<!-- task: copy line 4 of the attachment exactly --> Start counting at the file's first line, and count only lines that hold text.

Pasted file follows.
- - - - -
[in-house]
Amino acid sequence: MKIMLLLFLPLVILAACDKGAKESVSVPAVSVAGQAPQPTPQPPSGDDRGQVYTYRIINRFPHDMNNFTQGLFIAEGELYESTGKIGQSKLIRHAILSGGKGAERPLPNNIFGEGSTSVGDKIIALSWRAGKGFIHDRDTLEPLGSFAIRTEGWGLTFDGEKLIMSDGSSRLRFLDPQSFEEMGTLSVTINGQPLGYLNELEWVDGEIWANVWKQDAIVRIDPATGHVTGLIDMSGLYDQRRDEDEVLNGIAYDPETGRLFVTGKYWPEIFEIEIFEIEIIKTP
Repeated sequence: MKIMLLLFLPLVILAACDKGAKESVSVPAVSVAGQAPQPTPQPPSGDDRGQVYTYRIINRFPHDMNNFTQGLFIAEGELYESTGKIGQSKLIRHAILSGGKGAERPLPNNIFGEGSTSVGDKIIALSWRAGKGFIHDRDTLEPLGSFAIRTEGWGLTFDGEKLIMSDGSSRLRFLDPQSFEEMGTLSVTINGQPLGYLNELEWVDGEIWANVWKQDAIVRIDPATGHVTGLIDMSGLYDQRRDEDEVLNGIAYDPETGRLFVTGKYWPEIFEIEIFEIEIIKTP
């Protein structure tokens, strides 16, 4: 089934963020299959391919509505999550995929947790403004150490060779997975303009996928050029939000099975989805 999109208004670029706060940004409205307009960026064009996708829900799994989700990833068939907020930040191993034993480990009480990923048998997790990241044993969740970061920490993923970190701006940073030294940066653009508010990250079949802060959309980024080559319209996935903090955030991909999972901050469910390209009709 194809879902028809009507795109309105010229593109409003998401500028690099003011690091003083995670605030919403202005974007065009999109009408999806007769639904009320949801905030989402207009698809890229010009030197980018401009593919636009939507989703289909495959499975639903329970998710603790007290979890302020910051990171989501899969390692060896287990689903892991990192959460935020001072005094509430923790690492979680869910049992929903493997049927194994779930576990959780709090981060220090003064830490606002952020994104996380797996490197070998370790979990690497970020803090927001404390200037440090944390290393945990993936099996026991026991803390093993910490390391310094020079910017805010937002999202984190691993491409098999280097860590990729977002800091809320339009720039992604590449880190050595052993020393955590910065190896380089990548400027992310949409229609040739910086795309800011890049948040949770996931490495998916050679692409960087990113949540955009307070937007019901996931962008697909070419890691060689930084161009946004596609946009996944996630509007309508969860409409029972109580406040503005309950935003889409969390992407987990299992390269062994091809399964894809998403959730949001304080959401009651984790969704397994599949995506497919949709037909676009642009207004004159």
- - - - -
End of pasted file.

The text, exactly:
């Protein structure tokens, strides 16, 4: 089934963020299959391919509505999550995929947790403004150490060779997975303009996928050029939000099975989805 999109208004670029706060940004409205307009960026064009996708829900799994989700990833068939907020930040191993034993480990009480990923048998997790990241044993969740970061920490993923970190701006940073030294940066653009508010990250079949802060959309980024080559319209996935903090955030991909999972901050469910390209009709 194809879902028809009507795109309105010229593109409003998401500028690099003011690091003083995670605030919403202005974007065009999109009408999806007769639904009320949801905030989402207009698809890229010009030197980018401009593919636009939507989703289909495959499975639903329970998710603790007290979890302020910051990171989501899969390692060896287990689903892991990192959460935020001072005094509430923790690492979680869910049992929903493997049927194994779930576990959780709090981060220090003064830490606002952020994104996380797996490197070998370790979990690497970020803090927001404390200037440090944390290393945990993936099996026991026991803390093993910490390391310094020079910017805010937002999202984190691993491409098999280097860590990729977002800091809320339009720039992604590449880190050595052993020393955590910065190896380089990548400027992310949409229609040739910086795309800011890049948040949770996931490495998916050679692409960087990113949540955009307070937007019901996931962008697909070419890691060689930084161009946004596609946009996944996630509007309508969860409409029972109580406040503005309950935003889409969390992407987990299992390269062994091809399964894809998403959730949001304080959401009651984790969704397994599949995506497919949709037909676009642009207004004159």